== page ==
001 Recall and apply the fundamental principles of inorganic, organic, physical, and analytical chemistry, along with mathematics K
002 Demonstrate appropriate analytical and cognitive skills in solving problems CKP
003 Demonstrate and develop appropriate practical skills in carrying out experimental work CPT
004 Develop and demonstrate attitudes and behaviours that support lifelong learning and begin a journey to becoming an independent learner T
005 Demonstrate skills in communication, interpersonal skills, self-reflection, and evaluation PT
006 Demonstrate an awareness of ethical issues in chemistry and related subject areas P

Attributes Developed

C - Cognitive/analytical

K - Subject knowledge

T - Transferable skills

P - Professional/Practical skills

Methods of Teaching / Learning

The learning and teaching strategy is designed to: Enhance the students learning experience, Encourage active student engagement, Adopt innovative approaches to learning and teaching, Offer high quality educational delivery, Create the ability to study independently with support During the course, a number of learning and teaching methods will be used, including: Lectures and tutorials. Problem solving classes, Laboratory sessions, Independent study, Online activities, Revision tutorials, Self-directed learning, Reflective learning, Problem based learning, Guided group work.

Indicated Lecture Hours (which may also include seminars, tutorials, workshops and other contact time) are approximate and may include in-class tests where one or more of these are an assessment on the module. In-class tests are scheduled/organised separately to taught content and will be published on to student personal timetables, where they apply to taken modules, as soon as they are finalised by central administration. This will usually be after the initial publication of the teaching timetable for the relevant semester.

Reading list

https://readinglists.surrey.ac.uk
Upon accessing the reading list, please search for the module using the module code: CHE0003

Other information

The School of Chemistry and Chemical Engineering is committed to developing graduates with strengths in Employability, Digital Capabilities, Global and Cultural Capabilities, Sustainability, and Resourcefulness and Resilience. This module is designed to allow students to develop knowledge, skills, and capabilities in the following areas: 

A fundamental understanding of basic chemistry concepts is explored, whilst starting to specialise into topic areas towards the end of the semester. All of the concepts are discussed through a university chemistry degree level lens, removing some of the misconceptions at A-level chemistry, and preparing students for a more streamlined transition to first year.  Laboratory sessions are strategically placed to supplement the taught chemistry content, along with classes in mathematics and biology. Content is reinforced by supplemental classes, helping to improve your understanding of how you learn, revise, and reflect. Whilst sustainability is taught throughout the course, certain topics are further touched upon towards the end. The module involves student-led critique of content, its assumptions, and underlying principles, as well as their connection to the wider industrial, environmental, and social context. The laboratory sessions contain deliberate room to allow student failure and research. Several sessions are based around problem solving and providing evidence to common mistakes, or questions that students have, allowing them to prove to themselves the answers.  A conference project is one of the main themes of this module, where you encouraged to investigate an area of chemistry that interests or is personal to you. The project focuses on improving students researching, critical thinking, time-management, writing, and presenting skills, each of which are important skills for improving your employability. This is achieved through presentations, posters, writing, peer review, and time-management tasks and sessions. Due to the wide range of student backgrounds, classes are focused on improving student digital capabilities, ranging from Excel, Word, and PowerPoint, to chemistry specific software such as ChemDraw. These are further reinforced through laboratory reports and presentations, which rely on competent use of these software. This module leads onto Foundation Year for Chemistry Part B, and then the 1st year undergraduate chemistry degree courses.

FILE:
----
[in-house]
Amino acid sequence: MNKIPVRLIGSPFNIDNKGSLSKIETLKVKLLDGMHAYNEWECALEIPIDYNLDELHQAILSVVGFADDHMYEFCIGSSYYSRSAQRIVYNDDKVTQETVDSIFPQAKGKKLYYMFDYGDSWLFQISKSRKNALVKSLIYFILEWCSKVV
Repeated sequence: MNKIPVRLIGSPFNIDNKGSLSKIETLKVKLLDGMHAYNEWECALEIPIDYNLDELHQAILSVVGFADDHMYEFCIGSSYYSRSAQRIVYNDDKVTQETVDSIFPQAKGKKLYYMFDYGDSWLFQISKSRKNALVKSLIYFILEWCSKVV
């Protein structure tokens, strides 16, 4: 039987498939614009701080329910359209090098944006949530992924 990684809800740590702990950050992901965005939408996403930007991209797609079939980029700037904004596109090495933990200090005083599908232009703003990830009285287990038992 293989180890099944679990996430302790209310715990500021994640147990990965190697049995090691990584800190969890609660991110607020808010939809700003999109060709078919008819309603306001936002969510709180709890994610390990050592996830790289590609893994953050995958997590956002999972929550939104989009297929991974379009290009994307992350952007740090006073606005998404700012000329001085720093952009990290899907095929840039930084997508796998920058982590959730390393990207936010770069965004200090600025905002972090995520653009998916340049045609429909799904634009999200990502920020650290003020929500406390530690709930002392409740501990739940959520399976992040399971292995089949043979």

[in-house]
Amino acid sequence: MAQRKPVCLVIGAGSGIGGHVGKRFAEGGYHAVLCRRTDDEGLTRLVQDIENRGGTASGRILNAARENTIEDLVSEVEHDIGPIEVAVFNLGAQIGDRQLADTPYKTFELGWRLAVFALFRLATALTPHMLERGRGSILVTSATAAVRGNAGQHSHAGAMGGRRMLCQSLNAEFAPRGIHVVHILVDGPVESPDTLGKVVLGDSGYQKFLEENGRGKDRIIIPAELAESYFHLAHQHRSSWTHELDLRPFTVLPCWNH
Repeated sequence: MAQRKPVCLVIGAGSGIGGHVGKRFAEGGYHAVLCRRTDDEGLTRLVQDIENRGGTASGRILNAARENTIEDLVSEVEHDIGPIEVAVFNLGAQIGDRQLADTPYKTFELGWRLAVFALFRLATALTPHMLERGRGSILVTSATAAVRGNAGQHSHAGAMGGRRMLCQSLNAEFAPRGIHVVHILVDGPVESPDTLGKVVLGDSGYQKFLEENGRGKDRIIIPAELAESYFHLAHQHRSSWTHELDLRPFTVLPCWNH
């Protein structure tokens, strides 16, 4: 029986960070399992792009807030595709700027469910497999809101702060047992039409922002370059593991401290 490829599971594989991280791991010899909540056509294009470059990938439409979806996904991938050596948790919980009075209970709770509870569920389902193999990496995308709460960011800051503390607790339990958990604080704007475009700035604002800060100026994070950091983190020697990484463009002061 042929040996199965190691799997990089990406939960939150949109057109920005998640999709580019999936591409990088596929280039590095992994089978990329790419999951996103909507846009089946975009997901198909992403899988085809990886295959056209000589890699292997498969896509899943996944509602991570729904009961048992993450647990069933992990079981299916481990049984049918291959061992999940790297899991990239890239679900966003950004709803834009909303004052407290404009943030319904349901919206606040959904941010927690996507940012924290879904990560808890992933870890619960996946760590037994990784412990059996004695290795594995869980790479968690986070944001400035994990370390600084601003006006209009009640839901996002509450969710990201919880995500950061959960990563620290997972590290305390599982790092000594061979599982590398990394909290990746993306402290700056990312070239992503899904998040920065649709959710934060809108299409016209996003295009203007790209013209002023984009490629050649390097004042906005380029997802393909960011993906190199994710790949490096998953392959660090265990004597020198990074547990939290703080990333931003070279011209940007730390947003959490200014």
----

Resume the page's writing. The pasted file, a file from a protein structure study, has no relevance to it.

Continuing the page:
Programmes this module appears in

Programme Semester Classification Qualifying conditions
Medicinal Chemistry with Foundation Year BSc (Hons) 1 Compulsory A weighted aggregate mark of 50% is required to pass the module
Chemistry with Forensic Investigation with Foundation Year BSc (Hons) 1 Compulsory A weighted aggregate mark of 50% is required to pass the module

Please note that the information detailed within this record is accurate at the time of publishing and may be subject to change. This record contains information for the most up to date version of the programme / module for the 2025/6 academic year.